Year Three, month 36 letter

Dear Simon,

You are Three. 3! You are still sweet as pie and 100% boy. Your personality is still curious and excited and happy most of the time. You are in love with Peter Pan, and your imagination is so vivid that it makes some (weirdo lame-o) people uncomfortable. But it makes your dad and I feel AWESOME. Because having a vivid imagination is awesome, and you are the coolest kid we’ve ever met.

Your obsession with Peter Pan has led to us over-borrowing just about every version of the Peter Pan movie that exists from several libraries. You imagine you are Peter, then you’re John, then you’re Hook- all in the span of four minutes. Sometimes even mid-sword fight you will change your mind between being Hook or Pan. When dropping you off at the sitter a few weeks ago, you were playing with some big-kid toys- a robot transformer thing and a teenage mutant ninja turtle. You told me the TMNT was Wendy, and the robot was Peter. You flew them around the room as I backed quietly out of the house. Another result of your Pan-obsession is your constant awareness of your shadow. In fact, one day I heard you say “Ouch!” in the other room. When I asked what happened, you said, “I hurt my shadow.” It made me chuckle.

You still talk about your “spunka”- something else imaginary we haven’t figured out yet. You say, “I almost tah-got (forgot) my spunka.” So I just hand you an imaginary thing and you take it from me and go about your daily business.

You are noticing that letters create words, and fully recognize your name, and like to talk about our full names. Only when I say my full name, which ends with your first name, you like to finish it off with your full name. It’s pretty funny. At some point I’ll get to the Social Security office and change it so we won’t have that confusion. Someday.

I’m always worried recently about whether or not you’re playing outside enough, or getting enough sleep. I worry whether you’re eating enough good food (you’re not) and whether you are being engaged with during the day while I’m at work. I think of all the kids I see each day and how I interact with them, and wonder if I am better to them than I am to you. By the time I get home I am rushing to feed you and your dad. Then we’re rushing to get you to bed at a decent hour (rarely happens). And then again in the morning it’s rush rush rush everywhere. I keep thinking about how you’d be reading if I stayed home. We’d drill on phonics and talk about the words you want to be able to read. We’d do all these things….but then on my days off they get filled up with errands and chores and all the things I”d hoped to do seem impossible by 3:30 when I’m begging you to please take a nap. Please.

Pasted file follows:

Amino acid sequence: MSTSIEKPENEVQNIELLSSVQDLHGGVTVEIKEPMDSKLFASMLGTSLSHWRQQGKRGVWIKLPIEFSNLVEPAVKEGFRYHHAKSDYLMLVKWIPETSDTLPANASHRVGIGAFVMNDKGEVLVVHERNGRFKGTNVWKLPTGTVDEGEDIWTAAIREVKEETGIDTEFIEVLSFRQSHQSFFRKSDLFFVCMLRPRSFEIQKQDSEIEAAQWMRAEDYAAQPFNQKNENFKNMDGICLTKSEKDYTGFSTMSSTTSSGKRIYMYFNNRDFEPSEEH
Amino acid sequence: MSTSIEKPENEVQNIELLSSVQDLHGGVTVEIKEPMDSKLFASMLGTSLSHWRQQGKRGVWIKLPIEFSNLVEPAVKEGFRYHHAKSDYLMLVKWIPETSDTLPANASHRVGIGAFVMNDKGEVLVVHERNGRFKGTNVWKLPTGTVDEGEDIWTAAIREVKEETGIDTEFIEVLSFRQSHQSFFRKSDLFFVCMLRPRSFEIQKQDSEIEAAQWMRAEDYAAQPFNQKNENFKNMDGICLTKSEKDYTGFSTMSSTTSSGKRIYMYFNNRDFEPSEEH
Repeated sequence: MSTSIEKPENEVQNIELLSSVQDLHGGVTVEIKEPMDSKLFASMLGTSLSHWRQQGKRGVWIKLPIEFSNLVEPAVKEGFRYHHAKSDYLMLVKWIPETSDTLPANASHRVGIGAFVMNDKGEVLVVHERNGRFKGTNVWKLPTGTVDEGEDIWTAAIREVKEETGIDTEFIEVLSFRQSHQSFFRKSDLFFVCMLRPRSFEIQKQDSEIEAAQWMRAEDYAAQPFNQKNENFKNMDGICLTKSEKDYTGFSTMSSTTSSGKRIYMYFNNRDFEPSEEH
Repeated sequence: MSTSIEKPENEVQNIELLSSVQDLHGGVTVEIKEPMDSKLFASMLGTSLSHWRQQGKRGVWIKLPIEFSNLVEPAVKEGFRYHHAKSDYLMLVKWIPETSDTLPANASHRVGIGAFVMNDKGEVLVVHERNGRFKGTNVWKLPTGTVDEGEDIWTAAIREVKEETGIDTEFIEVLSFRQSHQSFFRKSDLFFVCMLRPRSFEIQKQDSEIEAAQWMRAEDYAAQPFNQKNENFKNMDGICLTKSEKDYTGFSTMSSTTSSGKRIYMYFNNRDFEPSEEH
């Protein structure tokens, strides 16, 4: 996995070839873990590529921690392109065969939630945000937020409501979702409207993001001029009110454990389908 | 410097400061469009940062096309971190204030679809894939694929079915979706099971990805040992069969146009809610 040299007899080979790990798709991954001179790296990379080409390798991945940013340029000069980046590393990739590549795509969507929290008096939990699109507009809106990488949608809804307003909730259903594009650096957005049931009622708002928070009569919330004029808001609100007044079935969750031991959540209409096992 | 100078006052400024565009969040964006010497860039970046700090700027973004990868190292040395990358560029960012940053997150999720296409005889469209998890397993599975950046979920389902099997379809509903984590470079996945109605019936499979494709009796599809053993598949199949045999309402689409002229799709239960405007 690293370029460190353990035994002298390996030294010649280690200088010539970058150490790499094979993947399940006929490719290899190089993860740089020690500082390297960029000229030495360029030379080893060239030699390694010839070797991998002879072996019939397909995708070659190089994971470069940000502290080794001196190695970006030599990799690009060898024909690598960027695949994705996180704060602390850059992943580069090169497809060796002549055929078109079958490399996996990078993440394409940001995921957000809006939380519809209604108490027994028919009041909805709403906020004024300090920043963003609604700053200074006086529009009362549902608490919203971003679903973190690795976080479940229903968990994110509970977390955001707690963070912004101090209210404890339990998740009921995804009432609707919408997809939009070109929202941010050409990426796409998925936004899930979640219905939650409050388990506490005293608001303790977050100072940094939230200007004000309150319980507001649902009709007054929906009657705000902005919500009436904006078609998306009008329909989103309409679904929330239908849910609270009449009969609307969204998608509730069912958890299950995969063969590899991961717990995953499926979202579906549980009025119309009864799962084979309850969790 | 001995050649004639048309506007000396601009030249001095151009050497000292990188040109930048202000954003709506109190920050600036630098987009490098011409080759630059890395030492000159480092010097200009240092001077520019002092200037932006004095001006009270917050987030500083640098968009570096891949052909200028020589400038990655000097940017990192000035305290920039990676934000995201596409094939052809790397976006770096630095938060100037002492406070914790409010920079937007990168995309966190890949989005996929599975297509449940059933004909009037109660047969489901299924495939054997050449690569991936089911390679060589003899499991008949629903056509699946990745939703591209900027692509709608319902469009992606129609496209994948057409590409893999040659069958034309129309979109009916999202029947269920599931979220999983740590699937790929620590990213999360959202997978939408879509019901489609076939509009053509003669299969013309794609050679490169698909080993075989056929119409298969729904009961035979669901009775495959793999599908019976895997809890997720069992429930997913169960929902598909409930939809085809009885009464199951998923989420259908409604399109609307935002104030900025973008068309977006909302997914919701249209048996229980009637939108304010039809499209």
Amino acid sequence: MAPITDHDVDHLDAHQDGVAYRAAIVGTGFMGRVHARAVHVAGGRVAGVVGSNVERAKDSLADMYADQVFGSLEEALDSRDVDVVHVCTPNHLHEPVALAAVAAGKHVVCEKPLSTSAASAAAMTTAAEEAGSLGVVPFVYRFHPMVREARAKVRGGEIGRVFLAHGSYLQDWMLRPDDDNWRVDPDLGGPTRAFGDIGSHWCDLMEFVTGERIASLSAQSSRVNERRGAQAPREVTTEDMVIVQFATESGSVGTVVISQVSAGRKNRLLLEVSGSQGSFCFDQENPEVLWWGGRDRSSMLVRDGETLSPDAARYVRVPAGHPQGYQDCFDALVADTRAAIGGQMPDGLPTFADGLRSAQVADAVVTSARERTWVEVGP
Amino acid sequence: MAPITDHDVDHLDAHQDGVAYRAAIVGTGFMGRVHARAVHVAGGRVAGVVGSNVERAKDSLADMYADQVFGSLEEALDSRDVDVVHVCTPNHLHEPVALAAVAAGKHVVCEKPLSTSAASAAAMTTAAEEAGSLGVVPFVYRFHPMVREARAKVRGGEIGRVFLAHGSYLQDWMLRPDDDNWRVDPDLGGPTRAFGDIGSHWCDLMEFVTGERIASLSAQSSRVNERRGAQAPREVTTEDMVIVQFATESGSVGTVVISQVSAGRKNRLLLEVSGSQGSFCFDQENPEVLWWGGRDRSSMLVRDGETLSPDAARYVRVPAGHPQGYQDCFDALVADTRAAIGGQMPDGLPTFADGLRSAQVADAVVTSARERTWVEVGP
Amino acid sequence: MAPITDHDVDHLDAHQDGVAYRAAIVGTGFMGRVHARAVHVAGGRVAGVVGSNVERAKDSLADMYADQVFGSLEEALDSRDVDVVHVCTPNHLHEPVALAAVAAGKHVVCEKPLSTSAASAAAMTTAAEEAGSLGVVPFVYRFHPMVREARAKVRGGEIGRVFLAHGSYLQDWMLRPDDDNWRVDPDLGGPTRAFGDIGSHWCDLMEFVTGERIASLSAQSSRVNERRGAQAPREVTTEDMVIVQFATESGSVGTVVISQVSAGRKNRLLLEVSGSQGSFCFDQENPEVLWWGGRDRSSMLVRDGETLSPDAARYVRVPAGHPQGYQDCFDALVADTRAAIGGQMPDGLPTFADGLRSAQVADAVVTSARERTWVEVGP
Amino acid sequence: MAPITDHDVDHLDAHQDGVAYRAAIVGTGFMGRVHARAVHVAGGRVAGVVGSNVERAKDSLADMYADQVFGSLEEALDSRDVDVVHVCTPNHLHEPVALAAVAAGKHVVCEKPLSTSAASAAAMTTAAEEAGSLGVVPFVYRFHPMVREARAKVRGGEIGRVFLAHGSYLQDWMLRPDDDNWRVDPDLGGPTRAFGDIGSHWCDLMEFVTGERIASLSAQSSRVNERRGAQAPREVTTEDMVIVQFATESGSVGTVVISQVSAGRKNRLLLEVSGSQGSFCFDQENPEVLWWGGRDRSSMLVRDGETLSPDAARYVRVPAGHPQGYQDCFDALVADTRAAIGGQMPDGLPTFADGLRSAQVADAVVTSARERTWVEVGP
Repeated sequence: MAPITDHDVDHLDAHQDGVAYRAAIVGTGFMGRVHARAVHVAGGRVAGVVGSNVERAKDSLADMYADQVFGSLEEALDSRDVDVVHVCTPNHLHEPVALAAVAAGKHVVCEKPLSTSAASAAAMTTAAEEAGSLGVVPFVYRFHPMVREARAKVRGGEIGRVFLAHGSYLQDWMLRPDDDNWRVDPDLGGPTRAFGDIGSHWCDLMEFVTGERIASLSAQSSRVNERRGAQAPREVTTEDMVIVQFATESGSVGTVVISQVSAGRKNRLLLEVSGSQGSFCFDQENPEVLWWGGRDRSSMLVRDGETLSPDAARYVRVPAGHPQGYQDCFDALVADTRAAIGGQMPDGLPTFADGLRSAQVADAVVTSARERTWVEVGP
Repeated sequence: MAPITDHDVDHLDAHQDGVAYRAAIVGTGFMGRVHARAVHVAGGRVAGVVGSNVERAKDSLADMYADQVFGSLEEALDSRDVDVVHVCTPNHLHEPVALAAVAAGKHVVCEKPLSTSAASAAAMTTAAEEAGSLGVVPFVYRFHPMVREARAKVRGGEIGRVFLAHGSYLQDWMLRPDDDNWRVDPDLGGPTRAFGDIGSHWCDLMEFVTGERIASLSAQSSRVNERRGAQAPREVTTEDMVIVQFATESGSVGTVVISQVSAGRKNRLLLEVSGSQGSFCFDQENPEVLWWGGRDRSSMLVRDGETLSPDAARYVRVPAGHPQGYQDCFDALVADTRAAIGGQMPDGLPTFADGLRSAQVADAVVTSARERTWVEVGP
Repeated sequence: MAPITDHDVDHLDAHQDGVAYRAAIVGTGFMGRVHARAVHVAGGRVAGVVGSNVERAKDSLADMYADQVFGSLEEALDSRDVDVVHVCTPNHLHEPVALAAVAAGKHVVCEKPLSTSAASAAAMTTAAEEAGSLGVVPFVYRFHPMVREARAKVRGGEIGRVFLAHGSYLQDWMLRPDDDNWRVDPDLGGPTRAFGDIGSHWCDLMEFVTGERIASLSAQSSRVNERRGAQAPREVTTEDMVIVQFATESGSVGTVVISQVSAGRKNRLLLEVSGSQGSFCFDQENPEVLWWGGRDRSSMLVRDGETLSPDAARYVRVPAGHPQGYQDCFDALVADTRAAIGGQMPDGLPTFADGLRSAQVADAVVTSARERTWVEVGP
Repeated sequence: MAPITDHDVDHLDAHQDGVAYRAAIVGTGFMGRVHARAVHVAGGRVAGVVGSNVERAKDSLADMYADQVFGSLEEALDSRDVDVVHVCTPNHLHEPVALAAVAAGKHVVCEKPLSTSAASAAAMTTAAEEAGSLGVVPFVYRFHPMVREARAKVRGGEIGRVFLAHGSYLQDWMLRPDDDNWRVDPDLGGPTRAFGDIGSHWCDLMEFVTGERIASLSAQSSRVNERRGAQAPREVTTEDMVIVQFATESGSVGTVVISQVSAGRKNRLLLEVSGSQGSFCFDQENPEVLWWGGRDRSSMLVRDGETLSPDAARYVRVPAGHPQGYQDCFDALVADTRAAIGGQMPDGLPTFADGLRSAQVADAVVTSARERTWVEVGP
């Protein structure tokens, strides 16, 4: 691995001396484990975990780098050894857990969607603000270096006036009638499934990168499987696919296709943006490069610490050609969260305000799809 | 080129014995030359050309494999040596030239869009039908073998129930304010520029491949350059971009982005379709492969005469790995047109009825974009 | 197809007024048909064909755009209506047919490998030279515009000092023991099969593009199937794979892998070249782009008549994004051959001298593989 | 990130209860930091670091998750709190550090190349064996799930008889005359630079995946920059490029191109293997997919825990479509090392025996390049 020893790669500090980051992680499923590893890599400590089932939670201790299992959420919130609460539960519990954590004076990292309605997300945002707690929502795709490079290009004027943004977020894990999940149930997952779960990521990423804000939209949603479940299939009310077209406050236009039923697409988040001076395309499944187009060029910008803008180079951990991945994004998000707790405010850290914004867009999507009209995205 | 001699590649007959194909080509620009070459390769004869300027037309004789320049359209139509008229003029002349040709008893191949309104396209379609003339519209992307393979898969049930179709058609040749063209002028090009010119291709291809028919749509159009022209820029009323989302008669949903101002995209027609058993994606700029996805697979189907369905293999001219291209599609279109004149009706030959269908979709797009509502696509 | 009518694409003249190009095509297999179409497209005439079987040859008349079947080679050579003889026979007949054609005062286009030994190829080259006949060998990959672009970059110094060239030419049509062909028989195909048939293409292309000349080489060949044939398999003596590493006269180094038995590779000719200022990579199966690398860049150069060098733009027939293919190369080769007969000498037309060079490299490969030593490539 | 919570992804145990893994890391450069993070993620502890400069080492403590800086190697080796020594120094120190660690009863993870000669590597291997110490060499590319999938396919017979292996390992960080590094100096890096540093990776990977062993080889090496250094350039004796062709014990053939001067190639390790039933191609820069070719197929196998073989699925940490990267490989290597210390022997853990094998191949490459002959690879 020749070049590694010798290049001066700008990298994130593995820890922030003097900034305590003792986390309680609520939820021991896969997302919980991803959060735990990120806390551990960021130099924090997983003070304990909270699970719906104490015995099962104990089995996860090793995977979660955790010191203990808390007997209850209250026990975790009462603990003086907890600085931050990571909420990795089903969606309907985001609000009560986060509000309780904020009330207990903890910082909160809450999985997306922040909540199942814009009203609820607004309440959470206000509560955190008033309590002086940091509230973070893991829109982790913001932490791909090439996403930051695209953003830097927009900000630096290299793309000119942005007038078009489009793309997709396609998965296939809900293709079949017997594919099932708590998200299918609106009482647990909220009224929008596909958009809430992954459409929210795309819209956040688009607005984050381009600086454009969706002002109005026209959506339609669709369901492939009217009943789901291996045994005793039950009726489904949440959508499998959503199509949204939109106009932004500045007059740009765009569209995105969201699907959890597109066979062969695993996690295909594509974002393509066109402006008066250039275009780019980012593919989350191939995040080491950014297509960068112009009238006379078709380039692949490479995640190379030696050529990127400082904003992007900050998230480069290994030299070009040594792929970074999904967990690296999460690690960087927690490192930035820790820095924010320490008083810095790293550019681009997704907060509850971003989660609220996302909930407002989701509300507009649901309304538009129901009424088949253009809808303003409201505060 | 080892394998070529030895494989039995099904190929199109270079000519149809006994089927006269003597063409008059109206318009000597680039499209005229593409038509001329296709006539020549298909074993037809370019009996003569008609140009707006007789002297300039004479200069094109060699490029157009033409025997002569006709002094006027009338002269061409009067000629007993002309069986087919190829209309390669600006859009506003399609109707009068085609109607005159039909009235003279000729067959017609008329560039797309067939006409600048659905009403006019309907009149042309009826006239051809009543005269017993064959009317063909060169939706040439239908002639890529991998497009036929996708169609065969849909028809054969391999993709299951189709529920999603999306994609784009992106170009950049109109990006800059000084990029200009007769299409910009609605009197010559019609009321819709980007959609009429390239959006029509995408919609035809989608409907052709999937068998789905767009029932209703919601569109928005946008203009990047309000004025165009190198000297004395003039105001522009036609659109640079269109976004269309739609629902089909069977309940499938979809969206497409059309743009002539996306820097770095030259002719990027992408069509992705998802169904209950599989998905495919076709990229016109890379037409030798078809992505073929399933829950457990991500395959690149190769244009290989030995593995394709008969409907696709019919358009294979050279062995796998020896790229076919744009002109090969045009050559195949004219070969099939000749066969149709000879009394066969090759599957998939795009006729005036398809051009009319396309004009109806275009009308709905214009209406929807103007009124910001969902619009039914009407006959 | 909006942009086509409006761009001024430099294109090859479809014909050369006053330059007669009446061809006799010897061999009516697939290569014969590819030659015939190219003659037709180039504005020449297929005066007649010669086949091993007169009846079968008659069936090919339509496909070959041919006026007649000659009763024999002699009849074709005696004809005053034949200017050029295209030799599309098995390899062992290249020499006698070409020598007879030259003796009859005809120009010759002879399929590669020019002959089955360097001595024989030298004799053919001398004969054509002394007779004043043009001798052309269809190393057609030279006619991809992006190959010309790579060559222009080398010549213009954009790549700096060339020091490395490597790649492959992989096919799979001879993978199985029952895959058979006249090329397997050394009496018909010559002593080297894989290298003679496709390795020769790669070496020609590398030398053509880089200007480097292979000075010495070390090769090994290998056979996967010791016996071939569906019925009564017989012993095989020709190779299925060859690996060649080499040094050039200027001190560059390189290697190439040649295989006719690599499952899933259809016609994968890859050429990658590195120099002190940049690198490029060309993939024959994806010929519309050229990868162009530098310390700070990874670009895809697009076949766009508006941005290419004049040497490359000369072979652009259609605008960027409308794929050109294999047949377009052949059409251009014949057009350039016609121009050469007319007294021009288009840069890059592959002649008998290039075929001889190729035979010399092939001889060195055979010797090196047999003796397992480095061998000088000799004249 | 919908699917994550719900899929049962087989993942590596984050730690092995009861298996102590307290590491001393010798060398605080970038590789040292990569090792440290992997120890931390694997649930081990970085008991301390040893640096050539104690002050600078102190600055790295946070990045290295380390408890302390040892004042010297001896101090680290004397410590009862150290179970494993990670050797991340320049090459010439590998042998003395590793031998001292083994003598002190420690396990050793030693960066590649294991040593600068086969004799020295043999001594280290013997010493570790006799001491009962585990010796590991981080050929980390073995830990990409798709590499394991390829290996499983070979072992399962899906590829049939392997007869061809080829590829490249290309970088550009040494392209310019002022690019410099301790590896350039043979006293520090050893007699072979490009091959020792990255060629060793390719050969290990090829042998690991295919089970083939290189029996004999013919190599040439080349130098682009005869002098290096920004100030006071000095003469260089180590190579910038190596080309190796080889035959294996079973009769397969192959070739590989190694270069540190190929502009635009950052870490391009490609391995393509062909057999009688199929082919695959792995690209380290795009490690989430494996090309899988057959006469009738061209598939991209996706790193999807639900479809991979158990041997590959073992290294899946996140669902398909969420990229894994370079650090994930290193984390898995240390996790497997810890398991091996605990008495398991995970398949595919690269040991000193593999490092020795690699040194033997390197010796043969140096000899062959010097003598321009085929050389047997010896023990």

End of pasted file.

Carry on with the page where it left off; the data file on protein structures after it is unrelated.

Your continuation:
Everybody just really enjoys having you around. You’re pleasant and kind and polite. You’ve thrown some fits lately but I think it’s just a phase of development you’re going through. You clearly know that your pouty lip evokes a reaction out of us.

Diaper change refusal leads to time out on his birthday.

In the picture above, we’d asked to please change your diaper, so all of your 3rd birthday morning pictures wouldn’t be you in a saggy wet overnight diaper on a scooter. Daddy asked you, “Do you want to go to time out on your birthday?” You stuck out your lip, walked to time out and grabbed your calculator on the way saying, “I’ll have a time out on my birthday.” Sadface.

You also say and do very sweet things. You tell me you love me “SO MUCH.” And you tell me about your dreams in the morning. You dream about “spring” and “kites” and “football and baseball”.

This last year has been a blur of delight as I watched you go from toddler to little boy. You are wearing 4T clothes now, though you’re getting so skinny the waist is a little big in all the pants you wear if I buy them long enough. You are so innocent still, and I see the evil of other little snots seeping into you as you pay more attention to the television at the sitter’s house and idolize her third grader son who likes guns and shoot ’em up games that are too mature (in my opinion) to be watched by anyone under 16. Sigh.

I guess what I’m realizing is my grip and control over everything has to loosen, and boy is that hard. It’s getting harder to convince you to do things. I can’t change your mind as easily, and not everything is fixed with a song (though many things still are). I know it’s going to get harder and easier in every respect, but I hope you can retain some of that sweet goodness for another year or so, because I just love it about you. Your please and thank you’s, your interest in the things I am doing- your love of books and stories- I want it all to stay around for a bit longer please. This age you’re at is challenging and wonderful.

You are my favorite part of my life, dear boy. I hope year three proves as fabulous as its predecessors. I love you so much.

Mommy

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